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Al Qaeda claims responsibility for rocket attack

Jordan: 'Prime suspect' arrested in U.S. warship attack

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A Jordanian soldier was killed when a rocket hit a warehouse.

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(CNN) -- Al Qaeda in Iraq has issued a claim of responsibility for a rocket attack in Jordan just hours after Jordanian authorities said they had arrested the "prime suspect" in the attack on two U.S. warships that left a Jordanian soldier dead.

The claim of responsibility, dated Tuesday and posted on web sites and distributed by e-mail, said al Qaeda in Iraq -- believed headed by Abu Musab al-Zarqawi -- waited to issue its claim until its fighter had returned safely to Iraq.

In its statement about the arrest, the Jordanian government said three others suspects had escaped into Iraq.

"Your brothers fired rockets toward their targets, the American crusader vessels that were at the Aqaba port as well as Eilat (Israel).

"With God's grace, the brothers returned safely to Iraq."

The claim said al Qaeda in Iraq could continue to "the centers of the infidels."

The claim by al Qaeda in Iraq is the second claim of responsibility.

On Friday, a group with a checkered record of claims -- "The brigades of the Martyr Abdallah Azzam Qaeda in the Levant & Egypt" -- also claimed it was behind the attacks. (Full story)

The Jordanian government statement announcing the arrest was read on state television Monday.

It identified the suspect as Mohammad Abdullah Hassan al-Sihly, a Syrian citizen who lived in Amman. Jordan's government said he is connected with a known terrorist group based in Iraq.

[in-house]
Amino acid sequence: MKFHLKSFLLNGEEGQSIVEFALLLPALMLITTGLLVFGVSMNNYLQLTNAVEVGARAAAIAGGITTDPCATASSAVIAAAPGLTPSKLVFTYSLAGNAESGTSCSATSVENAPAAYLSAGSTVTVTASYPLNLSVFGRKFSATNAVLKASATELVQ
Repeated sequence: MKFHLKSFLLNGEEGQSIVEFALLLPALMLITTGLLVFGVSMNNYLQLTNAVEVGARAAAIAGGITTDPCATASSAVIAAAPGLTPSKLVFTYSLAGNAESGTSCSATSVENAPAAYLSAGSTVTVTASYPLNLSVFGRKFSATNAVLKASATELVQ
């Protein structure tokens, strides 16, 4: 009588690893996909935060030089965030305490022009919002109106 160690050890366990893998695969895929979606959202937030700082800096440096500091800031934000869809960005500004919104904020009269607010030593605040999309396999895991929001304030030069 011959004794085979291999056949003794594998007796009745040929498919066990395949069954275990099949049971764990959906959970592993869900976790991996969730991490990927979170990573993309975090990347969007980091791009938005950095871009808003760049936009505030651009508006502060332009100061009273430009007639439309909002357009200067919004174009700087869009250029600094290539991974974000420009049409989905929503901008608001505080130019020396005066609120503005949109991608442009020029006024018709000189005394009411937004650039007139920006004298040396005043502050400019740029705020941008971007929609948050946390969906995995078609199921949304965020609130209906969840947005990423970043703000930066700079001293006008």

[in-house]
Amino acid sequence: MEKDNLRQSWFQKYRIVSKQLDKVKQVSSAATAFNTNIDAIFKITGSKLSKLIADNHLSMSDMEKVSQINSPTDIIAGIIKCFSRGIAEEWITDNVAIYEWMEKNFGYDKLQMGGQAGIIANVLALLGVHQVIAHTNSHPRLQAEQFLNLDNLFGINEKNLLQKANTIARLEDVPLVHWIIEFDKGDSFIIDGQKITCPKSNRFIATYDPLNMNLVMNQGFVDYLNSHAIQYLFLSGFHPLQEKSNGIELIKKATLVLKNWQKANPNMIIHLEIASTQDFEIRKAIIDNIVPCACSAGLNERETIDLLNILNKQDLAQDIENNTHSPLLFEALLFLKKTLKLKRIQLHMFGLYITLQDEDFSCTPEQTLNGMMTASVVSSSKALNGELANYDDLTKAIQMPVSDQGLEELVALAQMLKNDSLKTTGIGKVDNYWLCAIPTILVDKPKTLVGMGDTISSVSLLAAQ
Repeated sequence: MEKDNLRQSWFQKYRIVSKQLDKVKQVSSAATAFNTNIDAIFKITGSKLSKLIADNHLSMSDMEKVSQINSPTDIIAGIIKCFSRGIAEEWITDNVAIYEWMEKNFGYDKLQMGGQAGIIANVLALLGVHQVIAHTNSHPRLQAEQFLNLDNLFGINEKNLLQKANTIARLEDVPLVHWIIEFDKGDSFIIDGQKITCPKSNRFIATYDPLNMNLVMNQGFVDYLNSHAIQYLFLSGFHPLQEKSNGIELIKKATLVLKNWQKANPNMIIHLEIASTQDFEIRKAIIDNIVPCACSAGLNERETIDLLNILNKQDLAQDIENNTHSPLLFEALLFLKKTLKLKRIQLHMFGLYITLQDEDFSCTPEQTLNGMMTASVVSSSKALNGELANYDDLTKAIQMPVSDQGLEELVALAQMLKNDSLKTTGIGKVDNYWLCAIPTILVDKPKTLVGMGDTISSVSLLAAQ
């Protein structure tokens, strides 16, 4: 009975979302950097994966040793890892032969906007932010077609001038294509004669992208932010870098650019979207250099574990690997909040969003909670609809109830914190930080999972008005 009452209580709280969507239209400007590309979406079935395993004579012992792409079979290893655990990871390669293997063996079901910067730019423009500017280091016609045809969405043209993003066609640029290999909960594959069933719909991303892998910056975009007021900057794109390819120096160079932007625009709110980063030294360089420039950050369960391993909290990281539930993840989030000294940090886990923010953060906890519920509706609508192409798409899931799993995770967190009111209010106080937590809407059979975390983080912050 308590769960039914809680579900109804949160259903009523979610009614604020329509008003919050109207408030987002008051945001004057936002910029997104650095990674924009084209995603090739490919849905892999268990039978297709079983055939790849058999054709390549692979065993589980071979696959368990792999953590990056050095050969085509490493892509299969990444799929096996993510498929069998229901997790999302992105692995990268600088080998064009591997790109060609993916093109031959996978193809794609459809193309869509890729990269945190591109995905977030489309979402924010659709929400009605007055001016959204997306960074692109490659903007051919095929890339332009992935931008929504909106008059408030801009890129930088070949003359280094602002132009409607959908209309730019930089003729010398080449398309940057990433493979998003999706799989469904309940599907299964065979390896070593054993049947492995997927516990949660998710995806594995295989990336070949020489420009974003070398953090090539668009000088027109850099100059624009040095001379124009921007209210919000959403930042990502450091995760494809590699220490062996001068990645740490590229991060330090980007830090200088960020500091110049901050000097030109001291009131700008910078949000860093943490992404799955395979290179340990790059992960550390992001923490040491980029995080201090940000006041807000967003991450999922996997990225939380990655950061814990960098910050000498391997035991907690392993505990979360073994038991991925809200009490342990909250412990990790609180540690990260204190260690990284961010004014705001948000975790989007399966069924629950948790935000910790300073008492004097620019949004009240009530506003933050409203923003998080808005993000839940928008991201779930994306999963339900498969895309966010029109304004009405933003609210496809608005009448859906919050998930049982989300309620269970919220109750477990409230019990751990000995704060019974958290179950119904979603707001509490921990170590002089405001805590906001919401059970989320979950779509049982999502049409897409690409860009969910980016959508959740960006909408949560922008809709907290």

His two sons and a fourth man, an Iraqi national identified as their leader, also took part in the attack, authorities said.

Friday's attacks targeted but missed two American vessels moored in the Jordanian port of Aqaba for training exercises in the region.

The government statement said al-Sihly entered Jordan in December 2004 after being wounded in Iraq, where U.S. troops have battled a persistent insurgency for more than two years since the 2003 invasion that toppled Saddam Hussein.

His sons, Abdullah and Abdulrahman, and Mohammed Hameed Hassan al-Iraqi -- also known as Abu Mukhtar -- entered Jordan in early August, smuggling seven Katyusha rockets into the country.

Three were fired in Friday's attack on the amphibious assault ship USS Kearsarge and the amphibious transport USS Ashland, authorities said.

The group rented a warehouse in an industrial district of Aqaba, Jordan's Red Sea port, and set a timer to launch the rockets Friday morning. Al-Sihly's sons and Abu Mukhtar returned to Iraq after setting the rockets to fire, Jordan's government said.

The group was in "direct contact" with leaders in Iraq, who were kept informed on their progress, the government said.

There were no injuries among the nearly 4,000 sailors or Marines aboard the U.S. vessels. But one rocket struck a Jordanian military warehouse, killing a Jordanian soldier and severely wounding another. Another rocket landed in the neighboring Israeli port of Eilat, but injured no one.

Earlier Monday, Jordanian authorities said they found a Katyusha rocket launcher they believe was used in the attacks, along with four unlaunched rockets they defused.

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